Surveier can allow scheduling in advance for the survey itself (to close or open the survey at certain dates or times) and also for different kinds of e-mails to respondents (all respondents who haven’t started the survey, for example, or all respondents who have started but not completed the survey).
12. Download the data frequently.
Surveier has different report settings to help with monitoring data as it’s collected. For example, researchers can choose to see all data, including partial or incomplete submissions, or to see only complete submissions.
While the article by Granello and Whaton approaches data as something that has to be first archived and then (the original) destroyed, the security checks and permissions level of Surveier mean that data can remain safely in the system but still be available to authorized team members. Downloading-and-deleting is of course still an option, as Surveier offers ways to delete responses both individually and collectively.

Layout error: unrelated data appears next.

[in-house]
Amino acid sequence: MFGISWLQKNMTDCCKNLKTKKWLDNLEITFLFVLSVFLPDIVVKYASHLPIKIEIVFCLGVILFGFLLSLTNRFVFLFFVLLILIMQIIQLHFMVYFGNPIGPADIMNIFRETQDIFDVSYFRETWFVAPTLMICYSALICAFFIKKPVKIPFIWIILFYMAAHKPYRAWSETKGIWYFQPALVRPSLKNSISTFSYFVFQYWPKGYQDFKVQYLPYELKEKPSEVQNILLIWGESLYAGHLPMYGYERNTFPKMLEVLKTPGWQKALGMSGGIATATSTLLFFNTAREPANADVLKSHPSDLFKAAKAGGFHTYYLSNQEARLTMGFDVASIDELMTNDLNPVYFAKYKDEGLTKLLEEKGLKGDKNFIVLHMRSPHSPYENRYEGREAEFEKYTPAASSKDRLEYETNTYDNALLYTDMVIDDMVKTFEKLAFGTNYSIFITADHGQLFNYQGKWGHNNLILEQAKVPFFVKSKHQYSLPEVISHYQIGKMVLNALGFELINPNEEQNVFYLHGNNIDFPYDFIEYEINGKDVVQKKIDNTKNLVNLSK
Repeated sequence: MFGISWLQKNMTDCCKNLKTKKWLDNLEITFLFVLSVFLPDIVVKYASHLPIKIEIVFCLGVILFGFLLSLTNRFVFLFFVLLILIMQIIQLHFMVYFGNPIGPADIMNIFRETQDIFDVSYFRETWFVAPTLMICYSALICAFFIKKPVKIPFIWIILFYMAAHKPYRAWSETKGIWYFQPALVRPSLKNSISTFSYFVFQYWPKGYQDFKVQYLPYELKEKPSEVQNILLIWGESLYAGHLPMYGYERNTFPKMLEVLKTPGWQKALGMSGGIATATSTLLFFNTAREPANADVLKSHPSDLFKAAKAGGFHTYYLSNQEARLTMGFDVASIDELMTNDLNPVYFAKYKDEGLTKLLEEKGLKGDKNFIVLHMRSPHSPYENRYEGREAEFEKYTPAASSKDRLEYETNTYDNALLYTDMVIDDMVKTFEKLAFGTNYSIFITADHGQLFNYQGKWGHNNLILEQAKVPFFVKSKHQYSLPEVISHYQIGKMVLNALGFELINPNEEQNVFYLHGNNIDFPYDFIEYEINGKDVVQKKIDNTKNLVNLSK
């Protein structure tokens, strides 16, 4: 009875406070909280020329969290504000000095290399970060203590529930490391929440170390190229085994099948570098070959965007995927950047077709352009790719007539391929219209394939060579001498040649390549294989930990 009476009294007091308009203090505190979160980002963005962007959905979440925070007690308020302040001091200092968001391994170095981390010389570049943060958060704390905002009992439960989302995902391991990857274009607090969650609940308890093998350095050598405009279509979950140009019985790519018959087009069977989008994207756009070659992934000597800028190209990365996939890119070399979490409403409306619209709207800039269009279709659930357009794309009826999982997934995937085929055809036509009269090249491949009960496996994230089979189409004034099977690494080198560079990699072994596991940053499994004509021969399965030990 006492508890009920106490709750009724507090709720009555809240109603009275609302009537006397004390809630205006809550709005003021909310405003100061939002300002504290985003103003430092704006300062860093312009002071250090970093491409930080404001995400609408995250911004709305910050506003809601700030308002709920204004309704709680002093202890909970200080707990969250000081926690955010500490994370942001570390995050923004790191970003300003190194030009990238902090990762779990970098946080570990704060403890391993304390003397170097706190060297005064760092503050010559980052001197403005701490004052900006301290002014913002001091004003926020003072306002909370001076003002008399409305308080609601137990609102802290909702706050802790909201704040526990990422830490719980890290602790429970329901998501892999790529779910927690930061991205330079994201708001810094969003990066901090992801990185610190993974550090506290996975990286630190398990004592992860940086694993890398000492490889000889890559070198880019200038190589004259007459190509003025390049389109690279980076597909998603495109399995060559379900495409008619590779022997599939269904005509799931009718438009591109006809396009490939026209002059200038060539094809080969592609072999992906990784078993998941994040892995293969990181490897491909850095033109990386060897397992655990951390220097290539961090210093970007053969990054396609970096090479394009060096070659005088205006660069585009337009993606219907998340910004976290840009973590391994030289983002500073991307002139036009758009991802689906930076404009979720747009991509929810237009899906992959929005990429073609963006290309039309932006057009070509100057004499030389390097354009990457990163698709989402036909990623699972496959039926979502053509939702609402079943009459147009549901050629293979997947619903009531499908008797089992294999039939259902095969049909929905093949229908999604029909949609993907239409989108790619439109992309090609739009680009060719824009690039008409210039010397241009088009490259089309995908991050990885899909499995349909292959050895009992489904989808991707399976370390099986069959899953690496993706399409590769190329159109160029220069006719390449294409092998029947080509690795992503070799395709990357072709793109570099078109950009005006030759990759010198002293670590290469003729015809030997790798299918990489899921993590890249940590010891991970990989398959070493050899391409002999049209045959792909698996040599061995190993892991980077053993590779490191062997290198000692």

These twelve steps offer excellent advice for online researchers, and Surveier accommodates the process with intelligent default settings and plenty of advanced options. Researchers interested in trying out Surveier can sign up for a 30-day trial or contact us with additional questions.
Granello, D. H., & Wheaton, J. E. (2004). Online data collection: Strategies for research. Journal of Counseling & Development, 82(4), 387-393.